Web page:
It was after he was stationed more locally at Hednesford that a sergeant appeared and demanded to know: “Which one is Flowers?” Upon identifying himself, the startled youngster was told to get to Molineux immediately as he had been named for his first-team debut there against Blackpool the following Saturday.
The task of marking Stan Mortensen was given to Billy Wright but Ron still had his hands full with Ernie Taylor and Wolves were three down in double-quick time. The debut goal he scored with a long-range header following a Johnny Hancocks corner was scant consolation in a 5-2 defeat.
He was out again for the win at Chelsea a week later but immediately restored for a 6-2 thrashing of Manchester United and wore the no 4 jersey a further 18 times that season as Cullis’s men finished third.
Fifteen Division One outings followed in 1953-54 as the League title came to Molineux for the first time, his big breakthrough coming in the valiant defence of the crown 12 months later. He was overlooked for the first three matches before playing in 37 of the other 39, most of them at left-half, as the side finished runners-up.
This was a team of stars, so international calls were plentiful, although news of Ron’s first selection for the senior England side after his under-23 recognition came in an unusual way, Broadbent excitedly waving in his face the Daily Express announcing the squad for a summer tour of France, Spain and Portugal.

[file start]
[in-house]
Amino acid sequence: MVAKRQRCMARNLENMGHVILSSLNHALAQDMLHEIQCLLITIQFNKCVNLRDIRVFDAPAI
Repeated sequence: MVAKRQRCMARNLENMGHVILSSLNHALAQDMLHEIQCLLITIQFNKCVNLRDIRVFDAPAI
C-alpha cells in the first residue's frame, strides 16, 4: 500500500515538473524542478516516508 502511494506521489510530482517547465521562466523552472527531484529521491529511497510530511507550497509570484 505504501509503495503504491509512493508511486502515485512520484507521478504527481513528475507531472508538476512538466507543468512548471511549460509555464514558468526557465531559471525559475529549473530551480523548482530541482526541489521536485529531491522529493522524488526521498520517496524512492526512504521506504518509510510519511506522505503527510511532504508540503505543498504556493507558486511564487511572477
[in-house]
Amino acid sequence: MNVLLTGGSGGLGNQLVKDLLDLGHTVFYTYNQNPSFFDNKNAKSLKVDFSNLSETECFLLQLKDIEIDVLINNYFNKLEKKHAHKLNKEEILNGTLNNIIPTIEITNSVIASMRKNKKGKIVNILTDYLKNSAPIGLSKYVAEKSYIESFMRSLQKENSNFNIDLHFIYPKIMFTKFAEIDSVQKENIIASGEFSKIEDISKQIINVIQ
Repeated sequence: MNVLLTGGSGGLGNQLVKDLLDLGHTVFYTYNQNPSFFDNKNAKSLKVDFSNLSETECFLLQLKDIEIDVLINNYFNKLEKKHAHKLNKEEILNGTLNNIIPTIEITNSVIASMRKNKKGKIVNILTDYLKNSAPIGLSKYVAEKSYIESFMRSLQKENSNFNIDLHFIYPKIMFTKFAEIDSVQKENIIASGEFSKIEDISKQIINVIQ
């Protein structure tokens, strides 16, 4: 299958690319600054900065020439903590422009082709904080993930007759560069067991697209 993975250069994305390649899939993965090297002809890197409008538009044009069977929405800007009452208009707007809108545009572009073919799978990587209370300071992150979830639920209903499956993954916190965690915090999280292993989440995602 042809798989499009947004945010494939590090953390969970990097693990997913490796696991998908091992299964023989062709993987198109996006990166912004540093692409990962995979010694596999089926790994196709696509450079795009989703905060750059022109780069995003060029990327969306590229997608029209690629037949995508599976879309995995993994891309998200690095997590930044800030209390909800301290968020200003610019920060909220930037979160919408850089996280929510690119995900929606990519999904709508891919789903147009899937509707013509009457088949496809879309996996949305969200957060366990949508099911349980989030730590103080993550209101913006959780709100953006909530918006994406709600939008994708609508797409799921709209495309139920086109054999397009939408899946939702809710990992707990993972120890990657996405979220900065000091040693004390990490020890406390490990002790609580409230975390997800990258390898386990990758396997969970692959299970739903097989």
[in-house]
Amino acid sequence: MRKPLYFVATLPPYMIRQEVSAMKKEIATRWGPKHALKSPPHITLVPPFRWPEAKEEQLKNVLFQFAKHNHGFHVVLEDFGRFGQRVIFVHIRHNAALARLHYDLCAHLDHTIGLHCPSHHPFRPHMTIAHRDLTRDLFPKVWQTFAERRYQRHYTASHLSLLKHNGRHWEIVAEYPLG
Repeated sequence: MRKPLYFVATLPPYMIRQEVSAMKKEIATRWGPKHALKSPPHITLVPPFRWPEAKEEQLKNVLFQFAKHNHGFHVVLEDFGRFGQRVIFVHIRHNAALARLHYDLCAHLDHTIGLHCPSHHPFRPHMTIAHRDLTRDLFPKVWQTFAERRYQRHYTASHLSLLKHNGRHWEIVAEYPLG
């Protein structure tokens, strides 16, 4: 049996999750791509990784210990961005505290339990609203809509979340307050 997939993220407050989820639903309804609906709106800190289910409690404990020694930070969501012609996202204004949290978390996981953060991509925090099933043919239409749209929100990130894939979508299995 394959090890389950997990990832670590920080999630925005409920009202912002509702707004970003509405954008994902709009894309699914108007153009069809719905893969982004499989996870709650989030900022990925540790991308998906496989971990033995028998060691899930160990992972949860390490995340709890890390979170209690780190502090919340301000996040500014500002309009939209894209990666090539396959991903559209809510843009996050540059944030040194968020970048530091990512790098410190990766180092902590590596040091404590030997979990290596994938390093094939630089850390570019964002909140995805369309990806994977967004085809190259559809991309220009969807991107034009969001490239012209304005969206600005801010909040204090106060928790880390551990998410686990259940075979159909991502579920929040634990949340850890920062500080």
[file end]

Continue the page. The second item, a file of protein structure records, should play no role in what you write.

Wright, Dennis Wilshaw and Bert Williams were also on the trip but it wasn’t the happiest occasion for the new boy, who performed poorly in a 1-0 defeat in Paris on the day Wolves had four players in a national side for the first time.
Flowers was forcibly reminded by Stanley Matthews that he liked the ball played to his feet, not for him to run on to, while legendary player-turned-writer Charles Buchan sought him out at a post-match banquet to say: “I have slated you in my report, son, but you are young enough to come back.”